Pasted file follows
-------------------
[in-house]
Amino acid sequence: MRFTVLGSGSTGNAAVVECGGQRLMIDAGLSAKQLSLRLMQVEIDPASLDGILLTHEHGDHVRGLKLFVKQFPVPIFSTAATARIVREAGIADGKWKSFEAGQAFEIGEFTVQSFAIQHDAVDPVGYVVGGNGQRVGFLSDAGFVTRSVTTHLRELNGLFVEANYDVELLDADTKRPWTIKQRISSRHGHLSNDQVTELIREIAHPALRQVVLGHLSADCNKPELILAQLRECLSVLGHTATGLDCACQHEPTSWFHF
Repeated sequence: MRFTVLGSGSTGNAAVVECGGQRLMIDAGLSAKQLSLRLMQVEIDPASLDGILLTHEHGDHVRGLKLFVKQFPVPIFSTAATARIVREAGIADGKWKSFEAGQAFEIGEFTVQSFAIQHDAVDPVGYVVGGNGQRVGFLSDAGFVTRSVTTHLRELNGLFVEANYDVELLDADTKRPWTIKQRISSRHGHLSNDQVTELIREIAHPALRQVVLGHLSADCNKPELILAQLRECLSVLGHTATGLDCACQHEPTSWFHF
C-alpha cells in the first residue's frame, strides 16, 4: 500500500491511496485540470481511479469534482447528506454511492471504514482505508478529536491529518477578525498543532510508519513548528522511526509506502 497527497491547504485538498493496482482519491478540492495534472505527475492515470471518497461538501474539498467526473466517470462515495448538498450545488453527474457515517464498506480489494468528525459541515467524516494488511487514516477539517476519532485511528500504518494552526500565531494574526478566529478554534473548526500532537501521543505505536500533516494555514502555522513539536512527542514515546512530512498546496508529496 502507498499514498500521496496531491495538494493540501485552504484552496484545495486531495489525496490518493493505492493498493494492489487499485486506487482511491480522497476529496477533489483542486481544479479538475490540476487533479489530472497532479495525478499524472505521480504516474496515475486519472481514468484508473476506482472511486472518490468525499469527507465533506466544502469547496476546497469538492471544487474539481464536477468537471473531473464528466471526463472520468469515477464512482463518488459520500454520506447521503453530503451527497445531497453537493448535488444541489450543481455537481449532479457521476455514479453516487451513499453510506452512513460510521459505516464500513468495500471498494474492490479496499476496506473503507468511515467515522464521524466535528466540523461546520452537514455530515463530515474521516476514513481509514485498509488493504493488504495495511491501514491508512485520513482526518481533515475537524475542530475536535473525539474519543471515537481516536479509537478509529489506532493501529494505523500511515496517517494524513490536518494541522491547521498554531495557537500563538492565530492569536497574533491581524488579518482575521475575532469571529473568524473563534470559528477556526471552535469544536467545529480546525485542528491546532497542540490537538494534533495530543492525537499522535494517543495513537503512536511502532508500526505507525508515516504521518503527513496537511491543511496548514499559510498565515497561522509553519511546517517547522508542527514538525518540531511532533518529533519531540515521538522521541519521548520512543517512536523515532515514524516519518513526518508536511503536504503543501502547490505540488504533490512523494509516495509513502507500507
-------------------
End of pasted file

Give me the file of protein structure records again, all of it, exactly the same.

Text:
[in-house]
Amino acid sequence: MRFTVLGSGSTGNAAVVECGGQRLMIDAGLSAKQLSLRLMQVEIDPASLDGILLTHEHGDHVRGLKLFVKQFPVPIFSTAATARIVREAGIADGKWKSFEAGQAFEIGEFTVQSFAIQHDAVDPVGYVVGGNGQRVGFLSDAGFVTRSVTTHLRELNGLFVEANYDVELLDADTKRPWTIKQRISSRHGHLSNDQVTELIREIAHPALRQVVLGHLSADCNKPELILAQLRECLSVLGHTATGLDCACQHEPTSWFHF
Repeated sequence: MRFTVLGSGSTGNAAVVECGGQRLMIDAGLSAKQLSLRLMQVEIDPASLDGILLTHEHGDHVRGLKLFVKQFPVPIFSTAATARIVREAGIADGKWKSFEAGQAFEIGEFTVQSFAIQHDAVDPVGYVVGGNGQRVGFLSDAGFVTRSVTTHLRELNGLFVEANYDVELLDADTKRPWTIKQRISSRHGHLSNDQVTELIREIAHPALRQVVLGHLSADCNKPELILAQLRECLSVLGHTATGLDCACQHEPTSWFHF
C-alpha cells in the first residue's frame, strides 16, 4: 500500500491511496485540470481511479469534482447528506454511492471504514482505508478529536491529518477578525498543532510508519513548528522511526509506502 497527497491547504485538498493496482482519491478540492495534472505527475492515470471518497461538501474539498467526473466517470462515495448538498450545488453527474457515517464498506480489494468528525459541515467524516494488511487514516477539517476519532485511528500504518494552526500565531494574526478566529478554534473548526500532537501521543505505536500533516494555514502555522513539536512527542514515546512530512498546496508529496 502507498499514498500521496496531491495538494493540501485552504484552496484545495486531495489525496490518493493505492493498493494492489487499485486506487482511491480522497476529496477533489483542486481544479479538475490540476487533479489530472497532479495525478499524472505521480504516474496515475486519472481514468484508473476506482472511486472518490468525499469527507465533506466544502469547496476546497469538492471544487474539481464536477468537471473531473464528466471526463472520468469515477464512482463518488459520500454520506447521503453530503451527497445531497453537493448535488444541489450543481455537481449532479457521476455514479453516487451513499453510506452512513460510521459505516464500513468495500471498494474492490479496499476496506473503507468511515467515522464521524466535528466540523461546520452537514455530515463530515474521516476514513481509514485498509488493504493488504495495511491501514491508512485520513482526518481533515475537524475542530475536535473525539474519543471515537481516536479509537478509529489506532493501529494505523500511515496517517494524513490536518494541522491547521498554531495557537500563538492565530492569536497574533491581524488579518482575521475575532469571529473568524473563534470559528477556526471552535469544536467545529480546525485542528491546532497542540490537538494534533495530543492525537499522535494517543495513537503512536511502532508500526505507525508515516504521518503527513496537511491543511496548514499559510498565515497561522509553519511546517517547522508542527514538525518540531511532533518529533519531540515521538522521541519521548520512543517512536523515532515514524516519518513526518508536511503536504503543501502547490505540488504533490512523494509516495509513502507500507